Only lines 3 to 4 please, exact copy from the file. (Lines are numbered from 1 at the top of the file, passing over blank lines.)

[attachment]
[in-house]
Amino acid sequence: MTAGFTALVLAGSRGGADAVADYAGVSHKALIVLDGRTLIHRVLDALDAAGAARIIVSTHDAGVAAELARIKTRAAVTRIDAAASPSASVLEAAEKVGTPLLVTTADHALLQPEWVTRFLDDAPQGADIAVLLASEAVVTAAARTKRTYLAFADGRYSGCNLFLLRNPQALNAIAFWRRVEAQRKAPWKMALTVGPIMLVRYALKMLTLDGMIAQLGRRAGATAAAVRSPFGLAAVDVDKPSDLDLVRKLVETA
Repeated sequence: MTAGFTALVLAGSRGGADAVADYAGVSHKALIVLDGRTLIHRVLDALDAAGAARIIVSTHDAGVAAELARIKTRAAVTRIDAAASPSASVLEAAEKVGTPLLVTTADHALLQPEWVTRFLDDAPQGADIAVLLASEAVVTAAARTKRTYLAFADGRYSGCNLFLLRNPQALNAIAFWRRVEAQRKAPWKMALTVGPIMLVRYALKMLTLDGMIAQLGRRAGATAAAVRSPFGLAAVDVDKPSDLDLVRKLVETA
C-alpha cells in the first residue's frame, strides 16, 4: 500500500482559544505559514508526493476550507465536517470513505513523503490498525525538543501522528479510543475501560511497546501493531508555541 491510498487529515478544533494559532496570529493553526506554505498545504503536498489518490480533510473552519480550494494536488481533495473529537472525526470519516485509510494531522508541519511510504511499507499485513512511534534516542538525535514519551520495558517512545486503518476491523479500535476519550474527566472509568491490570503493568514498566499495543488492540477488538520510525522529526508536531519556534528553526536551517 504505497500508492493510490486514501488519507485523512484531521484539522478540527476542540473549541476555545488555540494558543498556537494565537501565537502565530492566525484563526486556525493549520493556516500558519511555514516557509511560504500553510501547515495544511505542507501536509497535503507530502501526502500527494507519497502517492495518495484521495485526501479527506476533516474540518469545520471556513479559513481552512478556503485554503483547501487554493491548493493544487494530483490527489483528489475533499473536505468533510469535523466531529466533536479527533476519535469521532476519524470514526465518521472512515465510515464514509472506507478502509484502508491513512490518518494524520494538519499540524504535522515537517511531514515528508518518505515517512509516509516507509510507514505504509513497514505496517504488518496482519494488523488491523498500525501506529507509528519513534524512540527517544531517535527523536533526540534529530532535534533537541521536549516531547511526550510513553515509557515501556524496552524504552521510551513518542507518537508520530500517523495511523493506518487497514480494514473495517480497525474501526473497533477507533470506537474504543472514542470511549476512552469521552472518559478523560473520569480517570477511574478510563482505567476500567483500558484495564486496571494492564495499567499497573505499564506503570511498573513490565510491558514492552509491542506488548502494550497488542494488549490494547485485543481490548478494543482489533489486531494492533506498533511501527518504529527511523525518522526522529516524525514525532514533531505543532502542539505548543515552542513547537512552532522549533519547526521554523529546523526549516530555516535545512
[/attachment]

Repeated sequence: MTAGFTALVLAGSRGGADAVADYAGVSHKALIVLDGRTLIHRVLDALDAAGAARIIVSTHDAGVAAELARIKTRAAVTRIDAAASPSASVLEAAEKVGTPLLVTTADHALLQPEWVTRFLDDAPQGADIAVLLASEAVVTAAARTKRTYLAFADGRYSGCNLFLLRNPQALNAIAFWRRVEAQRKAPWKMALTVGPIMLVRYALKMLTLDGMIAQLGRRAGATAAAVRSPFGLAAVDVDKPSDLDLVRKLVETA
C-alpha cells in the first residue's frame, strides 16, 4: 500500500482559544505559514508526493476550507465536517470513505513523503490498525525538543501522528479510543475501560511497546501493531508555541 491510498487529515478544533494559532496570529493553526506554505498545504503536498489518490480533510473552519480550494494536488481533495473529537472525526470519516485509510494531522508541519511510504511499507499485513512511534534516542538525535514519551520495558517512545486503518476491523479500535476519550474527566472509568491490570503493568514498566499495543488492540477488538520510525522529526508536531519556534528553526536551517 504505497500508492493510490486514501488519507485523512484531521484539522478540527476542540473549541476555545488555540494558543498556537494565537501565537502565530492566525484563526486556525493549520493556516500558519511555514516557509511560504500553510501547515495544511505542507501536509497535503507530502501526502500527494507519497502517492495518495484521495485526501479527506476533516474540518469545520471556513479559513481552512478556503485554503483547501487554493491548493493544487494530483490527489483528489475533499473536505468533510469535523466531529466533536479527533476519535469521532476519524470514526465518521472512515465510515464514509472506507478502509484502508491513512490518518494524520494538519499540524504535522515537517511531514515528508518518505515517512509516509516507509510507514505504509513497514505496517504488518496482519494488523488491523498500525501506529507509528519513534524512540527517544531517535527523536533526540534529530532535534533537541521536549516531547511526550510513553515509557515501556524496552524504552521510551513518542507518537508520530500517523495511523493506518487497514480494514473495517480497525474501526473497533477507533470506537474504543472514542470511549476512552469521552472518559478523560473520569480517570477511574478510563482505567476500567483500558484495564486496571494492564495499567499497573505499564506503570511498573513490565510491558514492552509491542506488548502494550497488542494488549490494547485485543481490548478494543482489533489486531494492533506498533511501527518504529527511523525518522526522529516524525514525532514533531505543532502542539505548543515552542513547537512552532522549533519547526521554523529546523526549516530555516535545512